FREDERICTON (GNB) – Amendments to the Assessment Act aimed at making the property tax system more fair and providing local governments with the ability to raise additional revenue were introduced in the legislative assembly today.

“These amendments will eliminate nearly all Permanent Assessment Gap Exemptions by 2025,” said Service New Brunswick Minister Mary Wilson. “The elimination of these P-gap exemptions is about fairness for homeowners and ensuring that local governments receive the full amount of property taxes within their areas to pay for the services they provide. It is also part of our commitment to implement local government reform, which is a priority for our government.”

Currently about 102,000 home owners benefit from what is known as the Permanent Assessment Gap Exemption, which was introduced in 2013. Homeowners with this exemption are not paying property taxes on the true market value of their homes.

The exemptions were introduced for the 2013 taxation year as a way to gradually return property values to a market-value based system after a three per cent cap was put on owner-occupied residential properties due to increasing property values for the 2011 and 2012 taxation years.

Based on 2021 assessment data, the average P-gap value is $6,900 and its removal will result in an average property tax increase in the range of $100. Homeowners impacted by the change will be protected by the spike protection mechanism that limits the amount their property assessment can increase to 10 per cent per year, for taxation purposes.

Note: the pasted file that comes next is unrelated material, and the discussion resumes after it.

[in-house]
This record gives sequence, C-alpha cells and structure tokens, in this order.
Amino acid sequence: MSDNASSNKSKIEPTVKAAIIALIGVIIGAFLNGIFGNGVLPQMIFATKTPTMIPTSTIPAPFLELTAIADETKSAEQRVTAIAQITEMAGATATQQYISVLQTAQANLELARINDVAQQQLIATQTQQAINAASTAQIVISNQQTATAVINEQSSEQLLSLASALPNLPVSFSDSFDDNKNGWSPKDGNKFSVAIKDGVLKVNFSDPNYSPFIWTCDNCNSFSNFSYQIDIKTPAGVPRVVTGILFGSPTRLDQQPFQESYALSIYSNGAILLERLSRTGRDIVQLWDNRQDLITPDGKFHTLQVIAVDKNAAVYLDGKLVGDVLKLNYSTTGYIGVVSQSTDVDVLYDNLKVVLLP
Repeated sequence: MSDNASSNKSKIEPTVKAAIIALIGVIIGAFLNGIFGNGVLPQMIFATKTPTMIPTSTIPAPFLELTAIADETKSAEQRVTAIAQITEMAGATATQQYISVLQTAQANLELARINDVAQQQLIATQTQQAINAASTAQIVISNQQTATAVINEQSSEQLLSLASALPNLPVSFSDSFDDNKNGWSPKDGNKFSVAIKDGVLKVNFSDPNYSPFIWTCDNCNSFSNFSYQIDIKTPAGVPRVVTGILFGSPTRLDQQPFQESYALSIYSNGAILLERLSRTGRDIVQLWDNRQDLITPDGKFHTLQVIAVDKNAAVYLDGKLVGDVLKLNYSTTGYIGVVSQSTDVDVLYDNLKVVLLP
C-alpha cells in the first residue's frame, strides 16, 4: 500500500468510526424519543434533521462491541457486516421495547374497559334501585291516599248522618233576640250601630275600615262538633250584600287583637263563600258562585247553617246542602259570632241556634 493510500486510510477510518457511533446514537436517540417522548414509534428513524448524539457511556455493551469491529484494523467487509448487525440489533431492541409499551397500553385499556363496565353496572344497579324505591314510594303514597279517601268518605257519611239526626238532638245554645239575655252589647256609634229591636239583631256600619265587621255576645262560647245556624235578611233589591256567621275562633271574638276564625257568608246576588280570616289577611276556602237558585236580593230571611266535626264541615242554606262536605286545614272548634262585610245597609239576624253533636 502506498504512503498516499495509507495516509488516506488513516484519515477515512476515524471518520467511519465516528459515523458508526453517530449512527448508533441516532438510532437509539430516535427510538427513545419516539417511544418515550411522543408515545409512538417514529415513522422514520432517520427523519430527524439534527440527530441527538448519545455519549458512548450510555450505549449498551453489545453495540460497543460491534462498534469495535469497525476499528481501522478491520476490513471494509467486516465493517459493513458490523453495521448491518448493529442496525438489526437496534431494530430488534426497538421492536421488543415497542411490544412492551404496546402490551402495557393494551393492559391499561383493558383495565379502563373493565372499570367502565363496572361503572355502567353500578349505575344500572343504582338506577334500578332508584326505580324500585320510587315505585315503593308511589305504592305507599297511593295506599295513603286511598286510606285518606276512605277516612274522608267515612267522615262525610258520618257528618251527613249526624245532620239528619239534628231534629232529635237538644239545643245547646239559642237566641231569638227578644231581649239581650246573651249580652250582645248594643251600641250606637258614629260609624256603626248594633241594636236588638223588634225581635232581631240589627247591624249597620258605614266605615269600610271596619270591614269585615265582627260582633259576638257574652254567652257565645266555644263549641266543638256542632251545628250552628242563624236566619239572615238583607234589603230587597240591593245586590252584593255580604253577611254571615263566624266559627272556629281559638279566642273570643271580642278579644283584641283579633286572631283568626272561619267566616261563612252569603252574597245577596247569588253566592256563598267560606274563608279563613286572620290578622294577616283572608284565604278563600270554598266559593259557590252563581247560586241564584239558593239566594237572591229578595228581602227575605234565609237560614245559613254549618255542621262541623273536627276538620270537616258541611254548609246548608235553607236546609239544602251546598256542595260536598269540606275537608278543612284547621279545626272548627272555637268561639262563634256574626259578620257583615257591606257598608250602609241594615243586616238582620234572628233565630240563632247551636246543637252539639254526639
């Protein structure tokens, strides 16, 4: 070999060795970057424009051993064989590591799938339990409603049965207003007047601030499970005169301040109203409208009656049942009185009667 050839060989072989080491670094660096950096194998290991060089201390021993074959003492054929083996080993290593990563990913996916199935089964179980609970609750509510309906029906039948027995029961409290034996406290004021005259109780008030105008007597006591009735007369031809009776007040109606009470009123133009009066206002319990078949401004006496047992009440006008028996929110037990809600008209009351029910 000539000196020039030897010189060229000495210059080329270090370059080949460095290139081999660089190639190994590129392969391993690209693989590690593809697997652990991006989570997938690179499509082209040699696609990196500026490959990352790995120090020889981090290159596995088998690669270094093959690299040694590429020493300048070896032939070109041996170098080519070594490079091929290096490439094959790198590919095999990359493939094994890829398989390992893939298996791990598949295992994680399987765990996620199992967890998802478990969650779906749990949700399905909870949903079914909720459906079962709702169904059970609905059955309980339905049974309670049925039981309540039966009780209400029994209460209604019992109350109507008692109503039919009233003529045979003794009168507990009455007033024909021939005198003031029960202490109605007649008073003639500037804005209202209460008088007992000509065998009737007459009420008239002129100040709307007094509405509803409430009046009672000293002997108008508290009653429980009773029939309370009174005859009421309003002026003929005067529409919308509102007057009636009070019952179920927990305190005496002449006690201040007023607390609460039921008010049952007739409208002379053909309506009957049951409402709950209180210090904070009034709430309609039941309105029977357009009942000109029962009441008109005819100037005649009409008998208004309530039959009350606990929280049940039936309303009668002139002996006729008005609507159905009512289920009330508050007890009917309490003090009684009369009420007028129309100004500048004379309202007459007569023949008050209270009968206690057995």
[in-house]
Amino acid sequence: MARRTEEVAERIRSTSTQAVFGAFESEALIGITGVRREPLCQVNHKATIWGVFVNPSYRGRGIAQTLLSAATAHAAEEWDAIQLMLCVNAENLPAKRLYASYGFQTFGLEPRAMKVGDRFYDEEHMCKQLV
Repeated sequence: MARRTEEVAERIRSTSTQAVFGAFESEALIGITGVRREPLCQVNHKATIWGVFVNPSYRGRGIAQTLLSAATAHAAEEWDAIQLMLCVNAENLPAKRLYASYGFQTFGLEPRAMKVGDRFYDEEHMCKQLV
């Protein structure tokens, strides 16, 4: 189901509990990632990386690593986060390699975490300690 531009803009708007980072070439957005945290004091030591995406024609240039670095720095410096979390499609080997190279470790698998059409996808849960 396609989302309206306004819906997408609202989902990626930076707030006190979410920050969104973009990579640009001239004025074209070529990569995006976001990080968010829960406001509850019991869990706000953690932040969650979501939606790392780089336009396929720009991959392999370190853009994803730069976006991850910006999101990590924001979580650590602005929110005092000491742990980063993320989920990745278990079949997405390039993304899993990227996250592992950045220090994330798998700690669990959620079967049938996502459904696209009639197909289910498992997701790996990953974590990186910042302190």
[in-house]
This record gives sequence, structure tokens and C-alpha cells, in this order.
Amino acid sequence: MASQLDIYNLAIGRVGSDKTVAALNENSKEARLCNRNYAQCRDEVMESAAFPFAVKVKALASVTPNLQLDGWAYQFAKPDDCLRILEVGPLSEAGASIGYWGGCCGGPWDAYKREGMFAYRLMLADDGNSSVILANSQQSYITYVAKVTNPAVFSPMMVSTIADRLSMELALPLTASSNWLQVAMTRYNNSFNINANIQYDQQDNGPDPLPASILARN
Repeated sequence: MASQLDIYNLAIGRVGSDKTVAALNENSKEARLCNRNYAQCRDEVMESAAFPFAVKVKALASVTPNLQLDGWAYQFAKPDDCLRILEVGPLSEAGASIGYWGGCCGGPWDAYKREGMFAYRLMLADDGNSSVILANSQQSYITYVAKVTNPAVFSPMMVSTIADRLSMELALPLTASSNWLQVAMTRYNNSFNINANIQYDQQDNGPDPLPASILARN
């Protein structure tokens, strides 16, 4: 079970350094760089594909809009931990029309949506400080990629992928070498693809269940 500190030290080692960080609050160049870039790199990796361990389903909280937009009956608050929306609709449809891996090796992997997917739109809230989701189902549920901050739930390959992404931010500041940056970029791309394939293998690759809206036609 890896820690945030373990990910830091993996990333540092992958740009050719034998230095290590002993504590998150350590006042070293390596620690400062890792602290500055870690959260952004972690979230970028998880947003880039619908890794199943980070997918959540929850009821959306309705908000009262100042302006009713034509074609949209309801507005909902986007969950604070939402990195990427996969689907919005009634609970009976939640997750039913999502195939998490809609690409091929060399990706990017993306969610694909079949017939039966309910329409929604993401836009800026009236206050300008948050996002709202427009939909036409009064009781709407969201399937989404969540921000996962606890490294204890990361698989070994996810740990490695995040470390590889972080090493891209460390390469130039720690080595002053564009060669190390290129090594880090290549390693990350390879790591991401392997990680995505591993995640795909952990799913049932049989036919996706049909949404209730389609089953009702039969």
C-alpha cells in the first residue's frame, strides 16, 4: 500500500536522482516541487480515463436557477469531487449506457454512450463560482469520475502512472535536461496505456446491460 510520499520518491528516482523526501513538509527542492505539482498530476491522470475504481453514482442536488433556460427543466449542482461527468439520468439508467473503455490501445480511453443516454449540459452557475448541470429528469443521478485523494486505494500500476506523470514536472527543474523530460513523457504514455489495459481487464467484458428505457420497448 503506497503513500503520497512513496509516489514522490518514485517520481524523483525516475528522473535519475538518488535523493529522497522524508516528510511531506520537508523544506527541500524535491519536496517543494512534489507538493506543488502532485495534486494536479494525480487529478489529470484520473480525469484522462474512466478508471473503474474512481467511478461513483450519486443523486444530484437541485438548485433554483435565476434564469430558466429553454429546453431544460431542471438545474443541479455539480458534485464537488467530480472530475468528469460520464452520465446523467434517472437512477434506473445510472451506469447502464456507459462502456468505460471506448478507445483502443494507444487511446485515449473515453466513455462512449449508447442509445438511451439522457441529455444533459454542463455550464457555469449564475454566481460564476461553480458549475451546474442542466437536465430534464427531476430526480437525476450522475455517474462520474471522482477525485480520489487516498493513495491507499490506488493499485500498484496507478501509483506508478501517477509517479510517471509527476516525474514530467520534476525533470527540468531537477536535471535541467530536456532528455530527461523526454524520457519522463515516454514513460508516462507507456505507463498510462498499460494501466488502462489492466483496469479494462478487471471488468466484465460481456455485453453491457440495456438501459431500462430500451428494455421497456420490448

“This is good news for local governments, especially for a municipality like Tracadie, which has a large number of properties impacted by the measure implemented almost 10 years ago,” said Michel Soucy, president of the Association francophone des municipalités du Nouveau-Brunswick. “Municipalities are facing new challenges which create additional financial pressures. We are ready to work with the provincial government to find solutions and create communities that are vibrant and sustainable in the long term.”

The elimination of the P-gap, once fully implemented, will result in about $8.3 million in additional funding to local governments.

“The P-gap has meant a loss of revenue for cities for many years and we are pleased to see that government is addressing this issue” said Adam Lordon, president of the Cities of New Brunswick Association. “This funding could be used by local governments to lower their tax rate. At the very least, this will provide us, leaders and decision makers, more options of how to enhance the quality of life of our residents. Strong cities and municipalities contribute to a strong province.”

A revised assessment notice will be sent in January as part of the second assessment cycle to home owners affected by the change.

“We need local government reform in New Brunswick, and property assessments should reflect actual market value,” said Alex Scholten, president of the Union of the Municipalities of New Brunswick. “The elimination of the P-gap sends is a signal that this government is committed to meaningful municipal reform and it is a first step to giving municipalities the financial tools to build our communities.”